Use this URL to cite or link to this record in EThOS: http://ethos.bl.uk/OrderDetails.do?uin=uk.bl.ethos.574366
Title: Integrin-mediated regulation of small GTPases
Author: Jacquemet, Guillaume
Awarding Body: University of Manchester
Current Institution: University of Manchester
Date of Award: 2013
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Abstract:
Cell migration is an essential physiological process required for embryogenesis, tissue repair and immune surveillance. Directional cell migration requires coordinated regulation of multiple integrin-mediated cellular processes, including dynamic regulation of the actin cytoskeleton, precise control of membrane protrusion events and the constant recycling of adhesion receptors. While it is clear that regulation of the small guanosine triphosphatases (GTPases) Rac1, Arf6 and RhoA is critical for these processes, the integrin-dependent mechanisms responsible for cyclic activation and dynamic coordination of GTPase signalling are only partially understood. Here, analysis of three published mass spectrometry (MS) studies cataloguing integrin-dependent adhesion complexes identified filamin-A and IQGAP1 as potential candidates linking β1 integrin to the regulation of Rac1 activity. Using immunoprecipitation, MS analysis, immunocytochemistry and RNAi, filamin-A and IQGAP1 were found to be recruited to integrin activation sites, where they constrained Rac1 activity via the recruitment of the GTPase-activating protein RacGAP1. The functional relevance of Rac1 deactivation, through a RacGAP1 and IQGAP1-mediated mechanism, is to permit efficient membrane protrusion and directional cell migration. Subsequently, IQGAP1 was identified as a molecule co-ordinating Rac1 and Arf6 activities downstream of β1 integrin engagement, via the recruitment of the GTPase activity modulators RacGAP1, srGAP2 and HERC1. This lead us to propose a model whereby IQGAP1, through the recruitment of multiple small GTPase activity modulators, co-ordinates the two small GTPases Rac1 and Arf6, to efficiently regulate directional cell migration. Dyregulated cell migration due to integrin over-activation is associated with tumour invasion. Increased recycling of α5β1 integrin, resulting from expression of mutant p53 or inhibition of αVβ3 integrin function, leads to random cell migration on 2D substrates and promotes tumour invasion via activation of the pro-invasive kinase Akt. Here, the RacGAP1- IQGAP1 complex was identified as a key component of this pathway. In particular, RacGAP1 was found to be phosphorylated by Akt2 on T249, a phosphorylation event that promoted RacGAP1 recruitment to IQGAP1, at the cell front, and triggered cell invasion by inducing a Rac1/RhoA activity switch. These findings demonstrated that Akt activation, downstream of α5β1 integrin recycling, promotes fibronectin-mediated cell invasion by activating a novel RacGAP1/IQGAP1/Rac1/RhoA pathway. Taken together, we identified a novel signalling nexus, downstream of integrin activation and/or recycling that co-ordinate the small GTPases Rac1, Arf6 and RhoA during cell migration and invasion.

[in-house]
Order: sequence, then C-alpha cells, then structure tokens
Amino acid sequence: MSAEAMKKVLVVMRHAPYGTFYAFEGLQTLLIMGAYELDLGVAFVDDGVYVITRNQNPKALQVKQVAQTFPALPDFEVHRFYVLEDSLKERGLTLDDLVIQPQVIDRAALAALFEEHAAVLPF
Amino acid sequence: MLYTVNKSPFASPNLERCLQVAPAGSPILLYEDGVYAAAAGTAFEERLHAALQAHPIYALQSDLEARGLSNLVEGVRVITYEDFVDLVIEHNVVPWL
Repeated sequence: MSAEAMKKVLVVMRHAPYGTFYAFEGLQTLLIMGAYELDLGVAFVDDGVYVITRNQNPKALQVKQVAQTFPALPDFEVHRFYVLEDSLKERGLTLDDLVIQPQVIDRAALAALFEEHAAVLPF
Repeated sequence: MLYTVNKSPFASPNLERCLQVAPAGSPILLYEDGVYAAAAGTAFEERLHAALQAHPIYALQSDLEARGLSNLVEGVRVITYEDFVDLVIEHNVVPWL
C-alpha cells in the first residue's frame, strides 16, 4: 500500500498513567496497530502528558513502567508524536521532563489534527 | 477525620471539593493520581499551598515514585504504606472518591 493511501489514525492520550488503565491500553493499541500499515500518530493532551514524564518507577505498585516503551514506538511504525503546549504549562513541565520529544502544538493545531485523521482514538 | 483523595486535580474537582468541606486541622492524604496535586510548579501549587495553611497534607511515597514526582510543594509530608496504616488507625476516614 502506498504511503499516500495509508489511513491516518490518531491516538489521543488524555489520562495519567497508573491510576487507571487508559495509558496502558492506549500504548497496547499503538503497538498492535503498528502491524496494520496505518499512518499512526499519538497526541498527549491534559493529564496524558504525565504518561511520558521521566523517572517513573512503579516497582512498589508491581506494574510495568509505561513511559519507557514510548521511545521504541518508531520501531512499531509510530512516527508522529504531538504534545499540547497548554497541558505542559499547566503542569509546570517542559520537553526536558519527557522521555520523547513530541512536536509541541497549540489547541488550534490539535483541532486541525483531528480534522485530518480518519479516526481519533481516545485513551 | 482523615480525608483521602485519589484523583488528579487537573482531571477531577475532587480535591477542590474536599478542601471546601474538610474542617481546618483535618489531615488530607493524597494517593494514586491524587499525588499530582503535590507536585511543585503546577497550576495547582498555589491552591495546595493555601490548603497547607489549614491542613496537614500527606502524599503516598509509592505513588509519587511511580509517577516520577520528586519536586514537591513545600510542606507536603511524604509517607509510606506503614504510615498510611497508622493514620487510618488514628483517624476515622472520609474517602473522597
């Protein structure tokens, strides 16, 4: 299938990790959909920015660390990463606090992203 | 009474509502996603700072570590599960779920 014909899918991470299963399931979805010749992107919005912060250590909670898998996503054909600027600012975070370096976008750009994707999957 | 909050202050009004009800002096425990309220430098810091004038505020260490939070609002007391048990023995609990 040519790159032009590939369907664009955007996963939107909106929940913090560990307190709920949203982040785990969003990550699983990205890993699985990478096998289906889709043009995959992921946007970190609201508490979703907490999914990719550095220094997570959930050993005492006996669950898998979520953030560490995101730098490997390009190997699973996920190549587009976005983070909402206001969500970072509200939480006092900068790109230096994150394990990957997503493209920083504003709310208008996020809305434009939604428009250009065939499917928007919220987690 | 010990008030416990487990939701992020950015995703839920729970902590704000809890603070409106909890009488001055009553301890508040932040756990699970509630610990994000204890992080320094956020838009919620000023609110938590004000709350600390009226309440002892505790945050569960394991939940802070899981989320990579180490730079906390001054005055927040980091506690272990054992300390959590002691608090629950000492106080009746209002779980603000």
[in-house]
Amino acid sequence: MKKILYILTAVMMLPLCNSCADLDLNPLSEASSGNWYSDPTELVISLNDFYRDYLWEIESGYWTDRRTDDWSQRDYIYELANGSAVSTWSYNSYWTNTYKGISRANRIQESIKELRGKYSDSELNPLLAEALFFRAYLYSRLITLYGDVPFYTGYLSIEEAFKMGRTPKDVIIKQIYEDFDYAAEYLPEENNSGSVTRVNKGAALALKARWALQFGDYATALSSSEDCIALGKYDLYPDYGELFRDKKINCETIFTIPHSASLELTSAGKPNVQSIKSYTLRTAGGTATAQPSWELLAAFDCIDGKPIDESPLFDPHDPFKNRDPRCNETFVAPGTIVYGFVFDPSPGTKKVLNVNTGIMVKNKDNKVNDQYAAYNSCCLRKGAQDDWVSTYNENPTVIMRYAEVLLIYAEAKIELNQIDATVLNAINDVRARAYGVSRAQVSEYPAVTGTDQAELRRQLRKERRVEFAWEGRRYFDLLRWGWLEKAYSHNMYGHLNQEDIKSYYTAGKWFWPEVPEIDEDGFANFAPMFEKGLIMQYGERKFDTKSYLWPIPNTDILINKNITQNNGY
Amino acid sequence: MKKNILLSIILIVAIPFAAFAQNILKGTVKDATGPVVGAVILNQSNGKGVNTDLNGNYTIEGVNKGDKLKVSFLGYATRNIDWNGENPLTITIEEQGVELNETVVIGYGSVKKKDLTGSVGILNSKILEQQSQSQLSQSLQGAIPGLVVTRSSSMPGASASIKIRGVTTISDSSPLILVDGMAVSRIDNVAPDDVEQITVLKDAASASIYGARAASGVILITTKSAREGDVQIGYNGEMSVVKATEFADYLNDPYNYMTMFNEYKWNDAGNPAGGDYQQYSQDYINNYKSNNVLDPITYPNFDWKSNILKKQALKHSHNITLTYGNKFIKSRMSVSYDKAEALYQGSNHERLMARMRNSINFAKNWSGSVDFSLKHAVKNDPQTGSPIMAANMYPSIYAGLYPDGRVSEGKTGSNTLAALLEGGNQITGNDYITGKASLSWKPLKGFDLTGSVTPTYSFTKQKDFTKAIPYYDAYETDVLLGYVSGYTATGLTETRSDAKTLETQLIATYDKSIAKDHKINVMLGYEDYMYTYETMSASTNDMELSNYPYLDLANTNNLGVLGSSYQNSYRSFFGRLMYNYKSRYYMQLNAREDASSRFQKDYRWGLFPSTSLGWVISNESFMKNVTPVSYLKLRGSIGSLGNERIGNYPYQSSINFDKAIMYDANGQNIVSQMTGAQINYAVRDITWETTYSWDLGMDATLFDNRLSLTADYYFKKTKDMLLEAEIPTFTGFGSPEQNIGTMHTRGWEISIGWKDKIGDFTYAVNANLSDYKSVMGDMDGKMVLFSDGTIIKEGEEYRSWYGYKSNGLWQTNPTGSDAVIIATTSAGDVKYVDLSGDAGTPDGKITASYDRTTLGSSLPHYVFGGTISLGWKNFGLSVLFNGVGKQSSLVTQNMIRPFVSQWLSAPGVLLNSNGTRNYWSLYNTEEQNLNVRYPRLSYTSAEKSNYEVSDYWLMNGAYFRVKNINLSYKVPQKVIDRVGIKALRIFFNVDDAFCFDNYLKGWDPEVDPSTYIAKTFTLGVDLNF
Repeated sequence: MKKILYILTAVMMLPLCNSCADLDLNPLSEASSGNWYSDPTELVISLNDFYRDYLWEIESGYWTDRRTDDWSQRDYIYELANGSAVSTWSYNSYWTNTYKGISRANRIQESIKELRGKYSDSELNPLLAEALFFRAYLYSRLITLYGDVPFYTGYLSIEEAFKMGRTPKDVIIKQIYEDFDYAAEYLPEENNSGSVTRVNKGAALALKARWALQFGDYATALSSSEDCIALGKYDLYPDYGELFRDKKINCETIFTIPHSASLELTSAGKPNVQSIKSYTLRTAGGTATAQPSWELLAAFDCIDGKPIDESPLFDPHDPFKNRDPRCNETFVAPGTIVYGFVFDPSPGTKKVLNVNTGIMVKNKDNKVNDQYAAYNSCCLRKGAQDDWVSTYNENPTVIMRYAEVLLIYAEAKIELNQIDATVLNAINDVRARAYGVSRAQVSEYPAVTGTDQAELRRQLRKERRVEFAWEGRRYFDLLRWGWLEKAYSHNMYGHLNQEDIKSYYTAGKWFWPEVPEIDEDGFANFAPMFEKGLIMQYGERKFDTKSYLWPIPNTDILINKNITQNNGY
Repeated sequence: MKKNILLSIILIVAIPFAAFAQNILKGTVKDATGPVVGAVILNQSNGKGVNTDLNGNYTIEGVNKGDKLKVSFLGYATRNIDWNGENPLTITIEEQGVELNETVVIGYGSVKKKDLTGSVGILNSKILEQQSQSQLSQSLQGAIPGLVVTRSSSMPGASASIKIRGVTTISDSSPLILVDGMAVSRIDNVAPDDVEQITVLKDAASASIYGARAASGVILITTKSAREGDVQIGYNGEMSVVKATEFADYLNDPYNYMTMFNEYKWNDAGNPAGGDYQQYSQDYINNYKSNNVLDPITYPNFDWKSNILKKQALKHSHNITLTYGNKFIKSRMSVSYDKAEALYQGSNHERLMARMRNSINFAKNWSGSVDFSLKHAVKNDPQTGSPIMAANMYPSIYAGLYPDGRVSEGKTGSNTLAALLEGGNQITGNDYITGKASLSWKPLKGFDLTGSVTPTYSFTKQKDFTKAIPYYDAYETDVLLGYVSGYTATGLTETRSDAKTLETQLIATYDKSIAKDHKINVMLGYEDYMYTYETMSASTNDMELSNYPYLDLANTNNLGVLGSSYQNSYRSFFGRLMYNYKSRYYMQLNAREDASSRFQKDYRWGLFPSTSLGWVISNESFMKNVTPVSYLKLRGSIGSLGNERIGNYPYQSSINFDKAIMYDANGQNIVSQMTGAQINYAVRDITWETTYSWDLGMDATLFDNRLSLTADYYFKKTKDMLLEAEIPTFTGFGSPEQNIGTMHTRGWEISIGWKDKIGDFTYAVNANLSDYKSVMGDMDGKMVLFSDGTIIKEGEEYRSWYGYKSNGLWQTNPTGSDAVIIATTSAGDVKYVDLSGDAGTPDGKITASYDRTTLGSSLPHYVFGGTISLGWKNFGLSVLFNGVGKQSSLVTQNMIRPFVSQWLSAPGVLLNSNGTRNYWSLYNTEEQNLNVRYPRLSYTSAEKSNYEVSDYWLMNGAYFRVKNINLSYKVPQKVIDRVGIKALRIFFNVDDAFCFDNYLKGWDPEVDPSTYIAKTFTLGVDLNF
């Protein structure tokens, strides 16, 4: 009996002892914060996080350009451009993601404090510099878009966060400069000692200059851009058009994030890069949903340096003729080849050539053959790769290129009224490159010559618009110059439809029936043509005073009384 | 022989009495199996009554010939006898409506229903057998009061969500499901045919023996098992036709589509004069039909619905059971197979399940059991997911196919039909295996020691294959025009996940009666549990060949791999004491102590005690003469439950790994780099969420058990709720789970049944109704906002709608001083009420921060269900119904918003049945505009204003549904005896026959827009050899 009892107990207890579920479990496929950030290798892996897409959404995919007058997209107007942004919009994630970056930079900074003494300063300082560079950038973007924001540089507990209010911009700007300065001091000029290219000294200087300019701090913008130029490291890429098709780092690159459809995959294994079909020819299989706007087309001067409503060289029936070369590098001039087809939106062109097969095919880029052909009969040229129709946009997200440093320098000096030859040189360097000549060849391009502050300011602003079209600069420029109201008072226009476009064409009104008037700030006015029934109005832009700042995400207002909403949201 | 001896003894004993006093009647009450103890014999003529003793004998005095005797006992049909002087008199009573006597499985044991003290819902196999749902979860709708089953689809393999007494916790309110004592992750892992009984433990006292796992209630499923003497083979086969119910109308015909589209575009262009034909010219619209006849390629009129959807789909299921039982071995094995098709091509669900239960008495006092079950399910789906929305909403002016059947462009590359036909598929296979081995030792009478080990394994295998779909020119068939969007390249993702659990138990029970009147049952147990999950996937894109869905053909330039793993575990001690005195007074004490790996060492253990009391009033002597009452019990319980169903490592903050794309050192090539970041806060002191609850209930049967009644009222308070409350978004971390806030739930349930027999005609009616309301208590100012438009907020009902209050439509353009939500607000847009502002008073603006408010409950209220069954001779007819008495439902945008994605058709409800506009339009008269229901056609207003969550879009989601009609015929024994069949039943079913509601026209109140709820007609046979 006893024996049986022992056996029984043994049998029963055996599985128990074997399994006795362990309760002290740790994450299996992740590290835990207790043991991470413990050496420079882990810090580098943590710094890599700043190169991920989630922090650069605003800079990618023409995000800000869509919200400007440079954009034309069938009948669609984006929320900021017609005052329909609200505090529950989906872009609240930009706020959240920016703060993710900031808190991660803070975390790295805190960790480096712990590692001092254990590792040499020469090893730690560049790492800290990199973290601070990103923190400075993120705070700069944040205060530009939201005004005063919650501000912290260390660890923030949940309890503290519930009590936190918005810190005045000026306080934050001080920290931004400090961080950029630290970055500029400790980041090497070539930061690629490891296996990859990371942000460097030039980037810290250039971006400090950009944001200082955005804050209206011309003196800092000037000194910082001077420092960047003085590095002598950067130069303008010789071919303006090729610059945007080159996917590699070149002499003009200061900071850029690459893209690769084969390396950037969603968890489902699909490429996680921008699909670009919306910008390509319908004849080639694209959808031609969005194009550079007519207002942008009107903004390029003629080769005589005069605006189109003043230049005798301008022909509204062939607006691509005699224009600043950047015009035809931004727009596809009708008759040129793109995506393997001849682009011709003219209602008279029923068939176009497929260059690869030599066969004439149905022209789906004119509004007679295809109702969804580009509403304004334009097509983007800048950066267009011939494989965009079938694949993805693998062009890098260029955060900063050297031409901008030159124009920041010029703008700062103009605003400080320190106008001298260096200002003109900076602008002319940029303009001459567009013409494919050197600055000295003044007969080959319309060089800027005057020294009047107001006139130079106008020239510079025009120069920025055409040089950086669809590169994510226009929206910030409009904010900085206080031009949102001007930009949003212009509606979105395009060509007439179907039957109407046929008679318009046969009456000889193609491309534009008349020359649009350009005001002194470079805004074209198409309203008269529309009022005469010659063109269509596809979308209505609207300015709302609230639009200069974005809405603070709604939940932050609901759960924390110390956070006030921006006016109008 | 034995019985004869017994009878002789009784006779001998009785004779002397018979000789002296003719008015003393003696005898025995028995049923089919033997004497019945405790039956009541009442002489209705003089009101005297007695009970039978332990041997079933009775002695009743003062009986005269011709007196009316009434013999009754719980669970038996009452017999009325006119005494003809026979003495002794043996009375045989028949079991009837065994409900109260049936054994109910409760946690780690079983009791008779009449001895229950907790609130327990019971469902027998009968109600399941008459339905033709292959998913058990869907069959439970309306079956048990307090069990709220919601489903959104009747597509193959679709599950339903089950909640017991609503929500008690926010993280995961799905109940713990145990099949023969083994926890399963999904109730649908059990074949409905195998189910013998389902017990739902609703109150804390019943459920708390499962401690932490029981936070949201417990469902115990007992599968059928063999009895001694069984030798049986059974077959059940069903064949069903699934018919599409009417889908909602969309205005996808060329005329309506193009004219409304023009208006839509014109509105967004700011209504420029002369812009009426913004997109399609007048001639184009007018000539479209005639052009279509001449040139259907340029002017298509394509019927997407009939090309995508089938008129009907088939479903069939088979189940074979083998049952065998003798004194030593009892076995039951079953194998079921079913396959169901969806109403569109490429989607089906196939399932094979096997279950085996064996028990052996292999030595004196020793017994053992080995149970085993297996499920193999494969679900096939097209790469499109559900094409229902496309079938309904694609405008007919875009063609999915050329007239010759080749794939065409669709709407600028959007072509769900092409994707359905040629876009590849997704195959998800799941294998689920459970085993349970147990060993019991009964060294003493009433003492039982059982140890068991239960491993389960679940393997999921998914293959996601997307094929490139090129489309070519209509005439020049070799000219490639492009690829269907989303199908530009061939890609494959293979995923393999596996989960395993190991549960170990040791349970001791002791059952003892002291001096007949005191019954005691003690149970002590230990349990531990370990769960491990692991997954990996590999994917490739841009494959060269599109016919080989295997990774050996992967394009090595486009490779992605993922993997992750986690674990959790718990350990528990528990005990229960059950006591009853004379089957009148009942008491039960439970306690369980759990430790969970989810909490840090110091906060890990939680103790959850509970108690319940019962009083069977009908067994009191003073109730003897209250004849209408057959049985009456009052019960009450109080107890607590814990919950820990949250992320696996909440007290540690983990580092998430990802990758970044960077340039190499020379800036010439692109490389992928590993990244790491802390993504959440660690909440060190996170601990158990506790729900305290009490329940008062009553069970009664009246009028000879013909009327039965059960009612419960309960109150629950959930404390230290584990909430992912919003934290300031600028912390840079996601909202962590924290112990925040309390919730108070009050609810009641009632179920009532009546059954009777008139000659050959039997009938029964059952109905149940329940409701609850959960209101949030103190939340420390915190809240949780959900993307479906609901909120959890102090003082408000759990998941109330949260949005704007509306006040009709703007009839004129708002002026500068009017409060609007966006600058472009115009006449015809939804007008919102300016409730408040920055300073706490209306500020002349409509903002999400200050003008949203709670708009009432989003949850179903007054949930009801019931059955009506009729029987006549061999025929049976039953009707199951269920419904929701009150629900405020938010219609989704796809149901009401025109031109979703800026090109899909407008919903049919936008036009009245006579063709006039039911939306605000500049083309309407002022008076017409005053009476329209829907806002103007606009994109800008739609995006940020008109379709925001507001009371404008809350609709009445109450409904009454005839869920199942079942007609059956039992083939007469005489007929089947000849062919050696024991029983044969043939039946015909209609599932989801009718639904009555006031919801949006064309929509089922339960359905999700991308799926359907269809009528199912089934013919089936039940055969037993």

Supervisor: Humphries, Martin; Tournier, Cathy Sponsor: Wellcome trust
Qualification Name: Thesis (Ph.D.) Qualification Level: Doctoral
EThOS ID: uk.bl.ethos.574366  DOI: Not available
Keywords: Cell migration ; Integrin ; small GTPases
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